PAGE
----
Pabin, David E.
M.A. (Master of Arts)
Department of Theatre
Brecht, Bertolt, 1898-1956||Acting
The purpose of this study is to present and analyze Bertolt Brecht's acting theory and its development in a manner which will clarify the many inconsistencies and contradictions (or seeming contradictions) within it, in order that some of the misconceptions concerning the theory will be dispelled. This study chronologically follows the development of Brecht's acting theory, including the theatrical tradition Brecht was heir to, significant social-historical conditions in Germany during the period in which Brecht lived, and aspects of Brecht the man which had a bearing upon the direction in which his theories developed. Also, because the acting theory was only a part of Brecht's entire theory of drama and theatrical production, the entire theory and its development is included in this study. Consequently, the main body of this study is divided into five parts (chapters). Chapter II covers the background to Brecht's theories up to 1924, including the theatrical tradition, social and personal influences upon Brecht's early career, and the effect which his contemporaries had upon his career. Chapter III covers the early development of the theory from 1924 to 1933. Chapter IV covers the final development of the theory from 1933 to Brecht's death in 19566. Chapter V includes an overview of the entire theory, an overview of the development of the acting theory in particular, and a very brief comparison between the major points of Stanislavski an and Brechtian acting. Chapter VI presents the final evaluation of the acting theory and the conclusion, which is that Brecht's acting theory, taken as a whole does not work. Elements of the theory do work in performance before a general audience, and the entire theory can be utilized before a specialized audience, but the entire theory does not work in performance before the mass audience which Brecht wished to reach.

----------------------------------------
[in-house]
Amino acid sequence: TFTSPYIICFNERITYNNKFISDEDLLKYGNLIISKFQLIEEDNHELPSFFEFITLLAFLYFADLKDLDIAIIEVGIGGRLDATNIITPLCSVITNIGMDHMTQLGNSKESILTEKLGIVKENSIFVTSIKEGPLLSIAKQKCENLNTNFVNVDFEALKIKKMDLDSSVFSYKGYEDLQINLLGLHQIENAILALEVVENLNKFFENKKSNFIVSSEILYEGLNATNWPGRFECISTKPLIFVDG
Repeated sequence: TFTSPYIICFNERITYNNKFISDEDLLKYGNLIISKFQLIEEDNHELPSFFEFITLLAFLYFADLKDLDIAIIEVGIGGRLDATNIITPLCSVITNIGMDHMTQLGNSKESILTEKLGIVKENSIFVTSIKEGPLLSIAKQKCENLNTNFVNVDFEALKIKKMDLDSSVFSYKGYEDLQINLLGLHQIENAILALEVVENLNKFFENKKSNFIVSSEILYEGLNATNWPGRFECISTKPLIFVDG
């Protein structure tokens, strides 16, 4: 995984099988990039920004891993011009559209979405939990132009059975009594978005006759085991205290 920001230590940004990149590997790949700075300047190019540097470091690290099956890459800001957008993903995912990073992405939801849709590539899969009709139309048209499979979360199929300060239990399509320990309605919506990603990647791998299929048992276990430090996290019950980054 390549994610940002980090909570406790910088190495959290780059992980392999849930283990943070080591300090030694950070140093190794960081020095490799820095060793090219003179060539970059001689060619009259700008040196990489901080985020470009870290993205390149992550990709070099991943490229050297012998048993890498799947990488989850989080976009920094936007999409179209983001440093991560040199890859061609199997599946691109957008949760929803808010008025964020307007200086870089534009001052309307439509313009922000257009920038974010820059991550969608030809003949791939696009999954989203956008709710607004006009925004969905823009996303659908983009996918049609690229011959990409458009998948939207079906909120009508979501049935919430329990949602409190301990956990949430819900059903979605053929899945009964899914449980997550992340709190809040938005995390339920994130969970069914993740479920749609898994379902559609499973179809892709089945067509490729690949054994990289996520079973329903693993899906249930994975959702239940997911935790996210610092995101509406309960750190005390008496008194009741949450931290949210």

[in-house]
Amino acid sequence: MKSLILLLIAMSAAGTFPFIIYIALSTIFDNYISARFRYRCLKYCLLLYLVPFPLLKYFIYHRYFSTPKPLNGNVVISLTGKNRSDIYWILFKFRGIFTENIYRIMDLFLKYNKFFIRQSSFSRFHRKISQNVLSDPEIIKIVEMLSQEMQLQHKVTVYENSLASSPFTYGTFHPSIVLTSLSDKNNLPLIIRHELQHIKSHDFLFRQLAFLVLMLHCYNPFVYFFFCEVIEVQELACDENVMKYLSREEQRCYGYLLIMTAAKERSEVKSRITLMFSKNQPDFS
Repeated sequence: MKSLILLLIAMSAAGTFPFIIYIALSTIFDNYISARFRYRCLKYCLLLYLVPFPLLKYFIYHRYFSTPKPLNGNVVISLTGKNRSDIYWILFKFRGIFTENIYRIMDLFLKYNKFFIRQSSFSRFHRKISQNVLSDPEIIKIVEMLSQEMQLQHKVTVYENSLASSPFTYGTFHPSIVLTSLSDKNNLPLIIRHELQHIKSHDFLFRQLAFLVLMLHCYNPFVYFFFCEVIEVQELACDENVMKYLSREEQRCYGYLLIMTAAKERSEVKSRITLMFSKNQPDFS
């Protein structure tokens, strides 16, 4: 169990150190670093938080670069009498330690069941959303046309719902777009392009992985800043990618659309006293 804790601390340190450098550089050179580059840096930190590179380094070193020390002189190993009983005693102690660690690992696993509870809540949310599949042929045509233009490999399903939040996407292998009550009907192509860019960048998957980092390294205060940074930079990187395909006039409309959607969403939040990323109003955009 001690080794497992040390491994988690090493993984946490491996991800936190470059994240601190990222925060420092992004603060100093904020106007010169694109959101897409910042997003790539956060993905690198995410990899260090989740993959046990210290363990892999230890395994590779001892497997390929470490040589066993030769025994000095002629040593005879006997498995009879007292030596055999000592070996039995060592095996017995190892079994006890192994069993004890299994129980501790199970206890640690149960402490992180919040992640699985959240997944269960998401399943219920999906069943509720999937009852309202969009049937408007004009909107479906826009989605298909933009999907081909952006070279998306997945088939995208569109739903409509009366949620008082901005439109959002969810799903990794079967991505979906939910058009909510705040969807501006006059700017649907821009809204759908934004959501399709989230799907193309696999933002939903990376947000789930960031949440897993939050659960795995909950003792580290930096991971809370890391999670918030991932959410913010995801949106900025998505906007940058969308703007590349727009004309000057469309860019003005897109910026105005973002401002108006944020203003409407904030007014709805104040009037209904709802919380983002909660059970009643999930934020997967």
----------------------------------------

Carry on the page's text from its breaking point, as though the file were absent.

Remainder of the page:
Kuehl, Michael J., "A critical study of Brechtian acting and its development" (1974). Graduate Research Theses & Dissertations. 250.
Northern Illinois University
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